The Ultimate Guide to Contour & Highlight Like a Pro

Unless you’ve been living under a rock for the last almost decade, contouring is considered a staple step in any makeup routine. Along with helping to enhance the look of your cheekbones, effective contouring can also balance your features. It can be a great skill to master. And thanks to a wide array of contouring products, it’s easy to find the right shades or even formulas that work best with your skin tone and skin type. 

With our Angled Blush Brush, you can easily use it to complete two tasks — highlighting and contouring. While contouring might seem like a tough trick to master, it’s not that hard once you nail the basic principles. So, if you’ve been hesitant to contour, keep reading for some essential tips to help boost your makeup education. 

Contouring Basics

Before we dig into the step-by-step details for applying contour, it’s important to start with a bit of background information and basic tips to help you nail your look. 

Contouring Isn’t New

Contrary to what social media would have you believe, contouring isn’t a new technique. It’s been around as long as the theater world has existed. While the techniques have been modified for a more realistic effect that doesn’t look harsh up close, the purpose of contouring has always been to define your features. For the theatrical world, this meant that performers would still look distinctive — even for the patron who had the worst seat in the back of the house. 

And while social media has presented an image of contour as a strong “in your face” makeup trick, it’s not meant to be that. The real goal of contour is “your face but better” — accentuating your features in a way that doesn’t look obvious. The goal is for people to think that your cheekbones are really that sculpted — not for them to ask you what contour product you use. 

Don’t Take A One Size Fits All Approach

No matter how much you might enjoy watching your favorite beauty gurus apply and buff their contour, it’s important to remember that makeup is personal. What works for one person may not be effective for another. Applied to contouring techniques, this means that you can’t always apply your contour in the exact same places as someone else and expect a positive outcome. 

You need to consider whether you have more pronounced or hidden cheekbones. Similarly, when contouring your nose, don’t forget to maintain balance with the rest of your facial proportions. Making your nose too skinny when your face is wider will create a visual disconnect. Your contour might technically be flawless, but because you applied it incorrectly, your entire makeup look will appear “off”.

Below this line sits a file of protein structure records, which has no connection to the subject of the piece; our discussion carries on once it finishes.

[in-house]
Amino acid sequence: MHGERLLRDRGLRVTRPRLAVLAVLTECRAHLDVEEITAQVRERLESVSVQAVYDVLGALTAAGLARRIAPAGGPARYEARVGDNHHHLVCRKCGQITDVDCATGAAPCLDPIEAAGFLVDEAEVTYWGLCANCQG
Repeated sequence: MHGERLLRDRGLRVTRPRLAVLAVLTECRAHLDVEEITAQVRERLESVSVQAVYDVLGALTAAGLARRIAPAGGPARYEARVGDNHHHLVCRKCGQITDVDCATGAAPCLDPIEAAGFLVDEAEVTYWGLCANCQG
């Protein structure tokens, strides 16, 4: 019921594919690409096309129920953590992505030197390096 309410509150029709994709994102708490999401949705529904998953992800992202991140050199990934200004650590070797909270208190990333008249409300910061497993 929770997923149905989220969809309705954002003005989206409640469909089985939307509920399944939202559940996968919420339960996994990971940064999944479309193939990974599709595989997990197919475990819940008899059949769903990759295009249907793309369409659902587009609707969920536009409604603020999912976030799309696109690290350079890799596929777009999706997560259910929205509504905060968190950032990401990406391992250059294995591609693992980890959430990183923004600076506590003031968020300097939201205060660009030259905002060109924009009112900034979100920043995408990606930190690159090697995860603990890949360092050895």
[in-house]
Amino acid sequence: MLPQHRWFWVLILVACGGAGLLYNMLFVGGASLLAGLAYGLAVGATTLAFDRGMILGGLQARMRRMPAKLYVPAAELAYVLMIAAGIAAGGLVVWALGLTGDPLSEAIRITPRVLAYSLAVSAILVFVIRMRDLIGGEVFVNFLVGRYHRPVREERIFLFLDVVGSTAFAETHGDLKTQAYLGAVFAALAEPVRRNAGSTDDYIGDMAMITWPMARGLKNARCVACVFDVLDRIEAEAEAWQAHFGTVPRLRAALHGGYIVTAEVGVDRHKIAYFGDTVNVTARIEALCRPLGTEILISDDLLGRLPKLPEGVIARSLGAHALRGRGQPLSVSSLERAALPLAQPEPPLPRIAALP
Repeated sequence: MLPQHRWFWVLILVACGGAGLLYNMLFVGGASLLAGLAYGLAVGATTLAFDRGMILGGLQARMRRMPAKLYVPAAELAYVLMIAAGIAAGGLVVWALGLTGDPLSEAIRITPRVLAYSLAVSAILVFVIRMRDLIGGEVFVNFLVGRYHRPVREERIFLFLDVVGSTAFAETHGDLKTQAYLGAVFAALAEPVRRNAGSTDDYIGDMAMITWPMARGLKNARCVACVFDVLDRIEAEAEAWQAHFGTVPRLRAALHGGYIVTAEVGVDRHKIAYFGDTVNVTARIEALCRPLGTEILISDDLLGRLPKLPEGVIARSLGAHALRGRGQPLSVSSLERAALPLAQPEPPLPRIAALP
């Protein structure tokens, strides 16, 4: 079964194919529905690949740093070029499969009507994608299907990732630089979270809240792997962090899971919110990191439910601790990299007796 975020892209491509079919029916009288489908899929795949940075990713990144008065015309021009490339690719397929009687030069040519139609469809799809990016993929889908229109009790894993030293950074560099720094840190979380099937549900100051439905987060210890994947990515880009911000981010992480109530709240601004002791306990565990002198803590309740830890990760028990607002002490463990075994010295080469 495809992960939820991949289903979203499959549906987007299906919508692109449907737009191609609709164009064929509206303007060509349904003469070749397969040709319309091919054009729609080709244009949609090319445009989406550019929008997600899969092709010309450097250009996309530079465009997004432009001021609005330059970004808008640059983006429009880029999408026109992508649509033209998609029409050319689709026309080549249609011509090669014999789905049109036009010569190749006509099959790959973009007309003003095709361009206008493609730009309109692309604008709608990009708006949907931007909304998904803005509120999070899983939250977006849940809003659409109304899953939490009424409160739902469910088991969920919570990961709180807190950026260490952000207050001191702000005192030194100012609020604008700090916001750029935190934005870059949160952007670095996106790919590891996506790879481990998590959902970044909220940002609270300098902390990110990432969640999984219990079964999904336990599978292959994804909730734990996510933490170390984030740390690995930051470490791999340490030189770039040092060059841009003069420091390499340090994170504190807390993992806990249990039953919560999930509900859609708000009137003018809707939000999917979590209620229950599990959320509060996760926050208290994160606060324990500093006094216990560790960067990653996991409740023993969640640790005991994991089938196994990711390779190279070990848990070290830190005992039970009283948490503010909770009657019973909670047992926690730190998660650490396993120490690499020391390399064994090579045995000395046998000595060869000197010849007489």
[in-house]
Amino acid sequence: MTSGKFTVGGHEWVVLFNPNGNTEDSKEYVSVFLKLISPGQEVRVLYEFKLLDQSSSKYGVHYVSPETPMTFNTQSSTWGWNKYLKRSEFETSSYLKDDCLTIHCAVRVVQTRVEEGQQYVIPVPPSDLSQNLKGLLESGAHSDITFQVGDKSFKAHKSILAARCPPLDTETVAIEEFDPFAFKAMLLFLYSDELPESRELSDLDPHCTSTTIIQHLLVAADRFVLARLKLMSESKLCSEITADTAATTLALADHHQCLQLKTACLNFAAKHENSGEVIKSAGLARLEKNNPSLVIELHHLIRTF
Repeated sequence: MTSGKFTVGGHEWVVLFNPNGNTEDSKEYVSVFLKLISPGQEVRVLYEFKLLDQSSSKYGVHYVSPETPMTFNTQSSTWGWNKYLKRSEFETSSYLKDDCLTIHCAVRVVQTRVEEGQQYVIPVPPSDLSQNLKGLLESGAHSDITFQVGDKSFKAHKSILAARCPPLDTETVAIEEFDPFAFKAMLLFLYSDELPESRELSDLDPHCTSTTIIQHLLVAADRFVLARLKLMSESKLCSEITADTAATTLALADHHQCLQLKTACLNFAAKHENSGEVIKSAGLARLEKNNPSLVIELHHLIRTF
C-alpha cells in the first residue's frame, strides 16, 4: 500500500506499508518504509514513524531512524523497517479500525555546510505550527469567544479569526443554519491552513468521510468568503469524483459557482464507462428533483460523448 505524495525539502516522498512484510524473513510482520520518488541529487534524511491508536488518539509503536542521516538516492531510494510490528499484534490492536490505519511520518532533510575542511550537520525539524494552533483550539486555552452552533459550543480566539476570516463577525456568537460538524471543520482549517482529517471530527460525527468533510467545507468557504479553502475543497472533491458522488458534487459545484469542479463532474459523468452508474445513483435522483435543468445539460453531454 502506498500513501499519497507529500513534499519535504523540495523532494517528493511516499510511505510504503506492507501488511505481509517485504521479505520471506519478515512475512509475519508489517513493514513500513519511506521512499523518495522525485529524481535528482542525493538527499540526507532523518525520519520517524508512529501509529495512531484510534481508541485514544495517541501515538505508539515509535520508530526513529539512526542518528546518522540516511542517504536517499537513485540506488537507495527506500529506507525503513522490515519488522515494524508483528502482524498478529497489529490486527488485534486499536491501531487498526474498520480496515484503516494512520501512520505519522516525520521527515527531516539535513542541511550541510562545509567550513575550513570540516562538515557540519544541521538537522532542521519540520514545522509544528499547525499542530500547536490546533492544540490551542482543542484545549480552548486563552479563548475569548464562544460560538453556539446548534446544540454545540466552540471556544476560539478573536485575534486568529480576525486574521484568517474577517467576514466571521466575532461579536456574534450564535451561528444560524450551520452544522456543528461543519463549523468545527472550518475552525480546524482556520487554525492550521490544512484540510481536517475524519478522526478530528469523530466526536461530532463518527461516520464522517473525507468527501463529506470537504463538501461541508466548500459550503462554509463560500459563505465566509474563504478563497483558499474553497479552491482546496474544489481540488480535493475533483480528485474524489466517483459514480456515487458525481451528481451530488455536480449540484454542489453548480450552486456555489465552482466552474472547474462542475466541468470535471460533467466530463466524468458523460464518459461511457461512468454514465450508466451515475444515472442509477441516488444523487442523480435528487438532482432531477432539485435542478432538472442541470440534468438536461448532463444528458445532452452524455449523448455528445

Likewise, your face shape will also dictate where you apply contour. So, as much as you might love the 3 or E-shaped contour technique that everyone and their mother is using on social media, it’s an ideal placement for people with oval, round, and heart-shaped faces. So, if this isn’t you, your contour won’t look right. 

Pick the Right Product

Contour products can come in powder, cream, and even liquid formulas. And in many cases, if you prefer, you can use concealer or foundation to accentuate your features rather than a dedicated contour product. Beginners might find that they have more control with powders and creams (including contour sticks) as these will give you a bit more control and allow you to apply product precisely. 

But just as important as the formula is picking a shade that makes sense. When contouring, you’re ideally using a product that’s only one or two shades darker than your natural skin tone. Picking a contour that’s too deep or too light won’t work. When it’s too light, your contour will be nonexistent. And if you pick a shade that’s too dark, good luck buffing it out so that it looks natural rather than harsh. 

However, there’s a caveat — pay attention to the undertone. Contour products come in a range of tones including warm, neutral, and cool. And depending on your undertone, you’ll want to choose accordingly. And while most people are probably fine with one contour shade, it’s not uncommon for pros to use two shades to create a more customized, natural effect.